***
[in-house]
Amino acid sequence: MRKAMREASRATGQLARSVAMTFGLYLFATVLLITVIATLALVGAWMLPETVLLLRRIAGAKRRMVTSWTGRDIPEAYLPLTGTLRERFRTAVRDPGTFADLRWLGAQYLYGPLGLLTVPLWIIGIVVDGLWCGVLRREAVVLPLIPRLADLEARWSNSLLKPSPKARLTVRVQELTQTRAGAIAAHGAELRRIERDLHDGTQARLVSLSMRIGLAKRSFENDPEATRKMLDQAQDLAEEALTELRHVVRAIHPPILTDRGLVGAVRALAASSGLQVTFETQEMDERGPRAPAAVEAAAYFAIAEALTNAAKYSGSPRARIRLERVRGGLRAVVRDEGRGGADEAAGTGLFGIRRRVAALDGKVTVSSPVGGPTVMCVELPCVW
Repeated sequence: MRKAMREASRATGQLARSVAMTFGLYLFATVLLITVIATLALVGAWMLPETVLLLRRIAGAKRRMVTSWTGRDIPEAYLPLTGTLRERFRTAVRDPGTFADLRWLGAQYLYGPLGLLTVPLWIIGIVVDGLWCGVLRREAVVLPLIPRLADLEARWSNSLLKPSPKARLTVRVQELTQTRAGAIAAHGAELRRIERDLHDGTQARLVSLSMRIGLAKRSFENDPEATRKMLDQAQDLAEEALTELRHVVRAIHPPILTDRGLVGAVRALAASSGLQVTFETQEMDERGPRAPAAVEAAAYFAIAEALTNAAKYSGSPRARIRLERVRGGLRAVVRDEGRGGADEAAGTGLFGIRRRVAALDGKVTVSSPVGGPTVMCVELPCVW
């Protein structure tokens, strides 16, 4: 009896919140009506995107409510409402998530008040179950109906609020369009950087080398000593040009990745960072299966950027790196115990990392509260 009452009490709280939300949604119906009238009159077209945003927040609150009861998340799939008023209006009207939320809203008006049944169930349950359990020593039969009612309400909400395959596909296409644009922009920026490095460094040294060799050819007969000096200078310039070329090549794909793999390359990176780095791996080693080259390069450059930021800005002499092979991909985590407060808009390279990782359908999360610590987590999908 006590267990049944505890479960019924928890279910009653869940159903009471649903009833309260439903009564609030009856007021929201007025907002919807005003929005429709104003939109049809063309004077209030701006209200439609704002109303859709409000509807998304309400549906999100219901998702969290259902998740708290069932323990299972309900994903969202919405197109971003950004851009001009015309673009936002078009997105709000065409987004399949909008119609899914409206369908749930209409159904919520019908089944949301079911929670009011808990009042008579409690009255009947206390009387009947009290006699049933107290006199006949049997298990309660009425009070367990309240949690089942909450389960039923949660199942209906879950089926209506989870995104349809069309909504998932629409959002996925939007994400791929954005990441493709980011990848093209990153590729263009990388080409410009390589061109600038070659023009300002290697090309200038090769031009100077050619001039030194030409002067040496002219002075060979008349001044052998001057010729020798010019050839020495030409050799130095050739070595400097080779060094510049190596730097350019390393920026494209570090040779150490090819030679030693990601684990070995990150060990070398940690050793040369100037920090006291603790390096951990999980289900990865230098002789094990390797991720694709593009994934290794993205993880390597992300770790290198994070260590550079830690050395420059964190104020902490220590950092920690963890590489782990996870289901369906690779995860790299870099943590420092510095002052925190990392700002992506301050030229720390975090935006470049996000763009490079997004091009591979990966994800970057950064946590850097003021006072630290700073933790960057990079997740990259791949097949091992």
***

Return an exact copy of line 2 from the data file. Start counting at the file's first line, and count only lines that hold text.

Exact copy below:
Amino acid sequence: MRKAMREASRATGQLARSVAMTFGLYLFATVLLITVIATLALVGAWMLPETVLLLRRIAGAKRRMVTSWTGRDIPEAYLPLTGTLRERFRTAVRDPGTFADLRWLGAQYLYGPLGLLTVPLWIIGIVVDGLWCGVLRREAVVLPLIPRLADLEARWSNSLLKPSPKARLTVRVQELTQTRAGAIAAHGAELRRIERDLHDGTQARLVSLSMRIGLAKRSFENDPEATRKMLDQAQDLAEEALTELRHVVRAIHPPILTDRGLVGAVRALAASSGLQVTFETQEMDERGPRAPAAVEAAAYFAIAEALTNAAKYSGSPRARIRLERVRGGLRAVVRDEGRGGADEAAGTGLFGIRRRVAALDGKVTVSSPVGGPTVMCVELPCVW